Arnulfo Martínez Chapa
Arnulfo Martínez ChapaProfessor, Urogynecology and Gynecologic Oncology, Monterrey, Nuevo León, México
Yi Ling Chan
Yi Ling ChanMBBS, FRCOG, Consultant in Obstetrics & Urogynaecology, United Kingdom

A 67-year-old retired teacher who had three vaginal deliveries presented after one year of vaginal bulge symptoms. She had chronic end stage renal disease and was on peritoneal dialysis. Prior to the vaginal bulge symptoms, she was able to perform most daily activities. Her medical history included hypertension, Type II diabetes mellitus, hypothyroidism, aortic and mitral valve stenosis, pulmonary hypertension, as well as a previous femur fracture and pulmonary embolism.

Examination: This well oriented woman had a Tenckoff catheter in the right lower quadrant of her abdomen and a stage IV uterovaginal prolapse. There was no evidence of urogenital tract infection or urinary incontinence. Her preoperative hemoglobin was 8.3gm/dL; fasting glucose 150, blood urea nitrogen 162, and serum creatinine 8.8 mg/dL.

Treatment objectives: Treat the uterovaginal prolapse and restore function and preserve the right intraabdominal and retroperitoneal anatomic integrity for a future renal transplant.

What is the best surgical approach in this case?

  • Le Fort’s colpocleisis
  • Abdominal sacrocolpopexy
  • Hysteropexy
  • Vaginal hysterectomy with apical sacrospinous ligament fixation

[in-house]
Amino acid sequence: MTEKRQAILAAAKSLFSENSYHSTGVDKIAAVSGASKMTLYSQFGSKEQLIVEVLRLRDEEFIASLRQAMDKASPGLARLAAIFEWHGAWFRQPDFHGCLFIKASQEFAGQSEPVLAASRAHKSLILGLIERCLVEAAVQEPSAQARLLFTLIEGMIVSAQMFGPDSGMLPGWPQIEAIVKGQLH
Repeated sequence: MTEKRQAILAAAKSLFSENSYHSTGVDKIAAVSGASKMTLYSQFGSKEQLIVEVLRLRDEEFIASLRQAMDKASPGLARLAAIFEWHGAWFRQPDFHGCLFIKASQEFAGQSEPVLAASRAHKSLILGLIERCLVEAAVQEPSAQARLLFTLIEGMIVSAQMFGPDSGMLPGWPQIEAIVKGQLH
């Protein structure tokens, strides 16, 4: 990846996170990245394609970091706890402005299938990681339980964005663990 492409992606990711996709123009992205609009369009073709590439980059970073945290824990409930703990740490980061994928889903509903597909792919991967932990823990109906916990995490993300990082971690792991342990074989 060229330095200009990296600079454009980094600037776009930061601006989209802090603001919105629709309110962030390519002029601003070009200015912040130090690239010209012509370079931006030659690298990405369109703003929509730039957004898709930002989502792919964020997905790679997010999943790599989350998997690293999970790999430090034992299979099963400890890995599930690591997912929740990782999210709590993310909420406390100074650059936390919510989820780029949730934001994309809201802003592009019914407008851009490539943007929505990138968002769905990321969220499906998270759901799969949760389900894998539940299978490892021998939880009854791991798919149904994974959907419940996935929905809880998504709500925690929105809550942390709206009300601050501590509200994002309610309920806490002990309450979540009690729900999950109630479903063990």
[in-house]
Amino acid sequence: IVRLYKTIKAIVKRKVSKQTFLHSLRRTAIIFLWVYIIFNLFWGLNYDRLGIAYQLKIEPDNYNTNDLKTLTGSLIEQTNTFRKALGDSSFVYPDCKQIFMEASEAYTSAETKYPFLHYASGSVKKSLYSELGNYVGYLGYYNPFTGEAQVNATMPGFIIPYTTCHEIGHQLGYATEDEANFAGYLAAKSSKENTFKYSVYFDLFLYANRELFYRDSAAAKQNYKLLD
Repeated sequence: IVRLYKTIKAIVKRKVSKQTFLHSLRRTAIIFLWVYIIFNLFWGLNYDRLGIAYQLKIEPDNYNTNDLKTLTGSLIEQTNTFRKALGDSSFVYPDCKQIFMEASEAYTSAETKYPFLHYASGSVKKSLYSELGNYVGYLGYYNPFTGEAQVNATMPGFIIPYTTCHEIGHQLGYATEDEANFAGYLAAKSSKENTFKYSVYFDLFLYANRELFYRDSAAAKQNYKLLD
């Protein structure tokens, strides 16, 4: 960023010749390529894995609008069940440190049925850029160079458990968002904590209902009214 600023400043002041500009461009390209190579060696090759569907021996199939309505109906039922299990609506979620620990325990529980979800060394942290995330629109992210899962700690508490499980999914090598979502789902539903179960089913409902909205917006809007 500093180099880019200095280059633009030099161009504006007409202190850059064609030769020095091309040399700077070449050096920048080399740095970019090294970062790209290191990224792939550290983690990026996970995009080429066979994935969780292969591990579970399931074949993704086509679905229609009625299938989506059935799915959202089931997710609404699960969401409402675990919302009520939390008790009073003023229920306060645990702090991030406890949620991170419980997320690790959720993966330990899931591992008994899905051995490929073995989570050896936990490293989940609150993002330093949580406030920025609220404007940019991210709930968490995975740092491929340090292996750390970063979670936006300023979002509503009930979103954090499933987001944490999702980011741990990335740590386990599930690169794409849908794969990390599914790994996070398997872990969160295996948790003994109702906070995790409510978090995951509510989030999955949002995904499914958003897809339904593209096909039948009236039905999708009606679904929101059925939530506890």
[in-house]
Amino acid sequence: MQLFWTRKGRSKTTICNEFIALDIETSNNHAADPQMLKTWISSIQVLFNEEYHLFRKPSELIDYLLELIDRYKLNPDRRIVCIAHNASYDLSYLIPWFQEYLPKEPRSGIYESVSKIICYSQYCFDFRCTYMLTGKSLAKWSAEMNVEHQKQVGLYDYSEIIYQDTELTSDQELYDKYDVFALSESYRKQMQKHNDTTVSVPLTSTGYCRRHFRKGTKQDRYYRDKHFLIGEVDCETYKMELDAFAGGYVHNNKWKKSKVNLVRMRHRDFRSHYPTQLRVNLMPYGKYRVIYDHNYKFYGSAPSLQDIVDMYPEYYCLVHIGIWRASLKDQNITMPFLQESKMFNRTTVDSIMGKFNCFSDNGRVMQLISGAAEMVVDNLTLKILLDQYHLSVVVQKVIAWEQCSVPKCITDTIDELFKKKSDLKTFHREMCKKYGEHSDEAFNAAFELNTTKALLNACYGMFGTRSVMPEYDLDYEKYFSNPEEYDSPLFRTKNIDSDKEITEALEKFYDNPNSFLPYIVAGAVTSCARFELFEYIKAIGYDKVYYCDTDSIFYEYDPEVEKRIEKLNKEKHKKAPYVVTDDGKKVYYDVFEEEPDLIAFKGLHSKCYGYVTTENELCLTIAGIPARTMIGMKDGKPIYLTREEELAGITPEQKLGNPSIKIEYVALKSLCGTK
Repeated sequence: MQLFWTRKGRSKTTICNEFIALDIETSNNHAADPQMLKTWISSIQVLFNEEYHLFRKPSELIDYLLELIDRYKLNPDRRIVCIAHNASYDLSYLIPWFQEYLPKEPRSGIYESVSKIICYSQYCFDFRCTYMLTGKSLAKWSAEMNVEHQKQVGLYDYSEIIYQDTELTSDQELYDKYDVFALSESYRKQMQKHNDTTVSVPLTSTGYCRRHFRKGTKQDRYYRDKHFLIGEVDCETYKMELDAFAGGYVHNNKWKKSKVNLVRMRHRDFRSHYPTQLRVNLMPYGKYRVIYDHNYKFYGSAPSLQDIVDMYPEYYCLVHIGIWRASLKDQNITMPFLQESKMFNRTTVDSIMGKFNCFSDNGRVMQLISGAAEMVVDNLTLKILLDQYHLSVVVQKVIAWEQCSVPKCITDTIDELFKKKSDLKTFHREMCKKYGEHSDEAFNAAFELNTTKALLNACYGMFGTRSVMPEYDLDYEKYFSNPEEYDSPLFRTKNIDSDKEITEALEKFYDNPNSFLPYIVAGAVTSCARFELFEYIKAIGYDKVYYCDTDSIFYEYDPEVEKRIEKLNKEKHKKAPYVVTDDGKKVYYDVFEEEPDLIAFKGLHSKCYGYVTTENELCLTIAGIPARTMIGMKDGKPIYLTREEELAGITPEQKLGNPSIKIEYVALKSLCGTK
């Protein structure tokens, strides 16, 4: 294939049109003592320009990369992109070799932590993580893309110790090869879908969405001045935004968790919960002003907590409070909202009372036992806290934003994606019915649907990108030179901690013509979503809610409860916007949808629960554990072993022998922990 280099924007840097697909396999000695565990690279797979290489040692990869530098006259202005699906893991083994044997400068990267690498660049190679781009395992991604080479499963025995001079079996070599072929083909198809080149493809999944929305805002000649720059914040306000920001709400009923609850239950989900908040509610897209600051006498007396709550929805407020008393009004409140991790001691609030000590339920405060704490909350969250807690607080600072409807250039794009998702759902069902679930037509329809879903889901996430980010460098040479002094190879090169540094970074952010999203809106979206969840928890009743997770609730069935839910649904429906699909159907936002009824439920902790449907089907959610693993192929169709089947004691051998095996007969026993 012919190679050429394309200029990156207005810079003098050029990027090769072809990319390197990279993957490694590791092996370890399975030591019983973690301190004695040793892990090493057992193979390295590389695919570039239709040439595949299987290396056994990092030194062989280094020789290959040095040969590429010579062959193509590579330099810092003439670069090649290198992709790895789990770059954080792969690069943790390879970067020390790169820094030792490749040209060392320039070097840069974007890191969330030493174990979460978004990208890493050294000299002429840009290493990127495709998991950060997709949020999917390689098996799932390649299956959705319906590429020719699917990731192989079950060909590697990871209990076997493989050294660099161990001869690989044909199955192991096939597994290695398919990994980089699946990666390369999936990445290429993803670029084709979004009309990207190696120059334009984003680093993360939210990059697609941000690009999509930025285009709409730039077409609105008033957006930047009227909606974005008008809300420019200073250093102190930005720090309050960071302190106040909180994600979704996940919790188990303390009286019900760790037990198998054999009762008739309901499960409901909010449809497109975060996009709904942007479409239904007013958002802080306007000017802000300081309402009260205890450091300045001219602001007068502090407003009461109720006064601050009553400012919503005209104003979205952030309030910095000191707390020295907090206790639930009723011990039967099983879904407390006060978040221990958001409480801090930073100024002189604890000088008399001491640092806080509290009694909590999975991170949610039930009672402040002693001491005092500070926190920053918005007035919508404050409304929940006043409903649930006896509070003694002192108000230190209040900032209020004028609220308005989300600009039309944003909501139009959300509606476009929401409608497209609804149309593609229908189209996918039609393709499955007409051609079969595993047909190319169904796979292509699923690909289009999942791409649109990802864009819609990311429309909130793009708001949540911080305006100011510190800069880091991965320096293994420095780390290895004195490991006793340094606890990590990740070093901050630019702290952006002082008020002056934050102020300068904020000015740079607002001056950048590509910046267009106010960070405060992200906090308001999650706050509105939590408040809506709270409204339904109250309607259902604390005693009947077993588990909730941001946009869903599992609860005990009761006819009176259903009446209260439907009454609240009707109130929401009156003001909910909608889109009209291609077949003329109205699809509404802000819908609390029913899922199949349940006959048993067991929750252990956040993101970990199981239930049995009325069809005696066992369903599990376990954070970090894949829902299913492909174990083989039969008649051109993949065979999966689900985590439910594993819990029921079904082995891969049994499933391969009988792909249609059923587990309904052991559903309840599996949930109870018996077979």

• Vaginal hysterectomy with uterosacral ligament suspension

Extensive preoperative evaluations were performed. Thrombo-prophylaxis with enoxaparin was recommended by the cardiology service; pulmonary hypertension treatment with sildenafil was endorsed by the pneumologist; and post-operative hemodialysis was proposed by the nephrologist. With an ASA IV, epidural anesthesia was elected. After explaining the potential risks and benefits of all treatment options to the patient, the informed consent was signed.

Surgery: The patient received a preoperative transfusion of one unit of red blood cells and was given thromboprophylaxis and antibiotics. Vaginal hysterectomy, bilateral sacrospinous fixation, anterior and posterior colporrhaphy and perineoplasty were performed. Other than the copious efflux of peritoneal fluid, no unexpected intraoperative events occurred. Surgical duration was 160 minutes.  The estimated blood loss was 500mL. An additional unit of blood was transfused during the surgery.